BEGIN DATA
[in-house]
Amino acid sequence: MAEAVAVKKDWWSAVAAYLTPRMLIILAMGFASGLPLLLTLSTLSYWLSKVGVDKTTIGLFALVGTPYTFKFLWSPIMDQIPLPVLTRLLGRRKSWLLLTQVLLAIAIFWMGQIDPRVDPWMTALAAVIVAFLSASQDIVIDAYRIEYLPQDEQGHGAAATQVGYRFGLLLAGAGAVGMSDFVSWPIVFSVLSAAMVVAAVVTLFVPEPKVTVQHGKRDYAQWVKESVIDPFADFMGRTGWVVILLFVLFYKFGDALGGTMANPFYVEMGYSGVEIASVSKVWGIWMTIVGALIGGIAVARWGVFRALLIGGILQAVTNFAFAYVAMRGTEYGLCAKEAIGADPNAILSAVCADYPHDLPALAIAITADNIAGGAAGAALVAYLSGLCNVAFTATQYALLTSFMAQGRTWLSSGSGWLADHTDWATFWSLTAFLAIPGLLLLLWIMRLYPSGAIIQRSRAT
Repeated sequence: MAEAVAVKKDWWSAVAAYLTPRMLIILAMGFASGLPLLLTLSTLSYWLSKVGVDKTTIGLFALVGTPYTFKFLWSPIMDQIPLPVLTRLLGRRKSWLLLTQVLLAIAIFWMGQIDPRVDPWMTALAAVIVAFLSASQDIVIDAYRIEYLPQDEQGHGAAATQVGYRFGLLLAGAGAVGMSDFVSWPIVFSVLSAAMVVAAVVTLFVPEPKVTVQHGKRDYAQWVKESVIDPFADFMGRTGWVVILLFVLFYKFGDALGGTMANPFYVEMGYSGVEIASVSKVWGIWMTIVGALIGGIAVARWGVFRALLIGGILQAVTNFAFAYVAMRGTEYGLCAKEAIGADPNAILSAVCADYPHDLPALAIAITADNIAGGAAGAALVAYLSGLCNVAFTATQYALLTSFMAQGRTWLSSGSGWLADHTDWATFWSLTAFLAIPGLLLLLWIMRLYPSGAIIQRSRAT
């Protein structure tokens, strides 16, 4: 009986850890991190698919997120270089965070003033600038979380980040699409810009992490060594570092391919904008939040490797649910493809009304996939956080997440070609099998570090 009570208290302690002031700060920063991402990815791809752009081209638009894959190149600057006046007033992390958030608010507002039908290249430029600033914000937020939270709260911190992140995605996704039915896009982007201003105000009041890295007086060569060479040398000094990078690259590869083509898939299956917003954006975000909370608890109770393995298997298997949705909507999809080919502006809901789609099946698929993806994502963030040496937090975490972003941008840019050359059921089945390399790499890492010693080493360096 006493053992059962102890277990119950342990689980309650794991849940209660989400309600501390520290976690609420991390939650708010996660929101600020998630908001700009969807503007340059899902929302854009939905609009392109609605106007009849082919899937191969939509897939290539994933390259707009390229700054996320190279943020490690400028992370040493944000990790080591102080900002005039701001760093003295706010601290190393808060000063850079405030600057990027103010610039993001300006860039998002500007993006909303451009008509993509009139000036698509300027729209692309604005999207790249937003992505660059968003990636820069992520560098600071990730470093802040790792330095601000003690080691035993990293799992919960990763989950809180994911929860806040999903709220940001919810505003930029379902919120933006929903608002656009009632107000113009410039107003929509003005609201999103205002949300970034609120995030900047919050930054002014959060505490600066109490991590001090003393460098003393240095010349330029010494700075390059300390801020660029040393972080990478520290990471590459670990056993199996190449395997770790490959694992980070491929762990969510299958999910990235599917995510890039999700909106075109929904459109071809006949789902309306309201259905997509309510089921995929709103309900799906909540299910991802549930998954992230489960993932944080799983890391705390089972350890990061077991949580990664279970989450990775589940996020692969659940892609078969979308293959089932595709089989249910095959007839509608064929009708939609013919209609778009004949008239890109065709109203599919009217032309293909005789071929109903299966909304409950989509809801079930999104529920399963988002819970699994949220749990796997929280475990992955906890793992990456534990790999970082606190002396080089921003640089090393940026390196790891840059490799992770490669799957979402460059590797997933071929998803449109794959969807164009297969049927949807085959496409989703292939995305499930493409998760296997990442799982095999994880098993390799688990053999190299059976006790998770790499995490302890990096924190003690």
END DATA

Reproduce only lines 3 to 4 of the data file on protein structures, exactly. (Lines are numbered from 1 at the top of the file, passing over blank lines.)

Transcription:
Repeated sequence: MAEAVAVKKDWWSAVAAYLTPRMLIILAMGFASGLPLLLTLSTLSYWLSKVGVDKTTIGLFALVGTPYTFKFLWSPIMDQIPLPVLTRLLGRRKSWLLLTQVLLAIAIFWMGQIDPRVDPWMTALAAVIVAFLSASQDIVIDAYRIEYLPQDEQGHGAAATQVGYRFGLLLAGAGAVGMSDFVSWPIVFSVLSAAMVVAAVVTLFVPEPKVTVQHGKRDYAQWVKESVIDPFADFMGRTGWVVILLFVLFYKFGDALGGTMANPFYVEMGYSGVEIASVSKVWGIWMTIVGALIGGIAVARWGVFRALLIGGILQAVTNFAFAYVAMRGTEYGLCAKEAIGADPNAILSAVCADYPHDLPALAIAITADNIAGGAAGAALVAYLSGLCNVAFTATQYALLTSFMAQGRTWLSSGSGWLADHTDWATFWSLTAFLAIPGLLLLLWIMRLYPSGAIIQRSRAT
């Protein structure tokens, strides 16, 4: 009986850890991190698919997120270089965070003033600038979380980040699409810009992490060594570092391919904008939040490797649910493809009304996939956080997440070609099998570090 009570208290302690002031700060920063991402990815791809752009081209638009894959190149600057006046007033992390958030608010507002039908290249430029600033914000937020939270709260911190992140995605996704039915896009982007201003105000009041890295007086060569060479040398000094990078690259590869083509898939299956917003954006975000909370608890109770393995298997298997949705909507999809080919502006809901789609099946698929993806994502963030040496937090975490972003941008840019050359059921089945390399790499890492010693080493360096 006493053992059962102890277990119950342990689980309650794991849940209660989400309600501390520290976690609420991390939650708010996660929101600020998630908001700009969807503007340059899902929302854009939905609009392109609605106007009849082919899937191969939509897939290539994933390259707009390229700054996320190279943020490690400028992370040493944000990790080591102080900002005039701001760093003295706010601290190393808060000063850079405030600057990027103010610039993001300006860039998002500007993006909303451009008509993509009139000036698509300027729209692309604005999207790249937003992505660059968003990636820069992520560098600071990730470093802040790792330095601000003690080691035993990293799992919960990763989950809180994911929860806040999903709220940001919810505003930029379902919120933006929903608002656009009632107000113009410039107003929509003005609201999103205002949300970034609120995030900047919050930054002014959060505490600066109490991590001090003393460098003393240095010349330029010494700075390059300390801020660029040393972080990478520290990471590459670990056993199996190449395997770790490959694992980070491929762990969510299958999910990235599917995510890039999700909106075109929904459109071809006949789902309306309201259905997509309510089921995929709103309900799906909540299910991802549930998954992230489960993932944080799983890391705390089972350890990061077991949580990664279970989450990775589940996020692969659940892609078969979308293959089932595709089989249910095959007839509608064929009708939609013919209609778009004949008239890109065709109203599919009217032309293909005789071929109903299966909304409950989509809801079930999104529920399963988002819970699994949220749990796997929280475990992955906890793992990456534990790999970082606190002396080089921003640089090393940026390196790891840059490799992770490669799957979402460059590797997933071929998803449109794959969807164009297969049927949807085959496409989703292939995305499930493409998760296997990442799982095999994880098993390799688990053999190299059976006790998770790499995490302890990096924190003690």